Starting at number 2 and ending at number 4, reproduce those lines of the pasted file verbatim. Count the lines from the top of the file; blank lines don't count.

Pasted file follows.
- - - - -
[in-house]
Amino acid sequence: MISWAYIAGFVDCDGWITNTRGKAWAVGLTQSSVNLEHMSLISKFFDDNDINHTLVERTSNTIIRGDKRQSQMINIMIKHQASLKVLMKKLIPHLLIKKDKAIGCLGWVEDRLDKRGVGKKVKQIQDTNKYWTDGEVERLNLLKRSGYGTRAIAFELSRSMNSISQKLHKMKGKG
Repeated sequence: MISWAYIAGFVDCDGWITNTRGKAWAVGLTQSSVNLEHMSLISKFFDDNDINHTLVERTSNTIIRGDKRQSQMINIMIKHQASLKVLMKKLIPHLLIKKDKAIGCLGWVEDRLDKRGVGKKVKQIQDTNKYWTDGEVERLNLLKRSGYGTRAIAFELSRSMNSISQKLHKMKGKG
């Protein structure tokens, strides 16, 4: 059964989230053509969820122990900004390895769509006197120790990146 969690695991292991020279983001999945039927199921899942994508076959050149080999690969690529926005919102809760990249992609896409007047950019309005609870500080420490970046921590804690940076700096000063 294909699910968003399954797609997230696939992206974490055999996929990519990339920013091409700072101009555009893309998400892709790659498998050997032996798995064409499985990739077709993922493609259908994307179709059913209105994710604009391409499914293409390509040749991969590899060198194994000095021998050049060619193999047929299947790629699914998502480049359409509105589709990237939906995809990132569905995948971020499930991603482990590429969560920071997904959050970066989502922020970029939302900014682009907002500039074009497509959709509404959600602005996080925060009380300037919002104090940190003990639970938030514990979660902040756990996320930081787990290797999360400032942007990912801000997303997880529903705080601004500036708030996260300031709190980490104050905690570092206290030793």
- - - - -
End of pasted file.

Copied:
Amino acid sequence: MISWAYIAGFVDCDGWITNTRGKAWAVGLTQSSVNLEHMSLISKFFDDNDINHTLVERTSNTIIRGDKRQSQMINIMIKHQASLKVLMKKLIPHLLIKKDKAIGCLGWVEDRLDKRGVGKKVKQIQDTNKYWTDGEVERLNLLKRSGYGTRAIAFELSRSMNSISQKLHKMKGKG
Repeated sequence: MISWAYIAGFVDCDGWITNTRGKAWAVGLTQSSVNLEHMSLISKFFDDNDINHTLVERTSNTIIRGDKRQSQMINIMIKHQASLKVLMKKLIPHLLIKKDKAIGCLGWVEDRLDKRGVGKKVKQIQDTNKYWTDGEVERLNLLKRSGYGTRAIAFELSRSMNSISQKLHKMKGKG
């Protein structure tokens, strides 16, 4: 059964989230053509969820122990900004390895769509006197120790990146 969690695991292991020279983001999945039927199921899942994508076959050149080999690969690529926005919102809760990249992609896409007047950019309005609870500080420490970046921590804690940076700096000063 294909699910968003399954797609997230696939992206974490055999996929990519990339920013091409700072101009555009893309998400892709790659498998050997032996798995064409499985990739077709993922493609259908994307179709059913209105994710604009391409499914293409390509040749991969590899060198194994000095021998050049060619193999047929299947790629699914998502480049359409509105589709990237939906995809990132569905995948971020499930991603482990590429969560920071997904959050970066989502922020970029939302900014682009907002500039074009497509959709509404959600602005996080925060009380300037919002104090940190003990639970938030514990979660902040756990996320930081787990290797999360400032942007990912801000997303997880529903705080601004500036708030996260300031709190980490104050905690570092206290030793």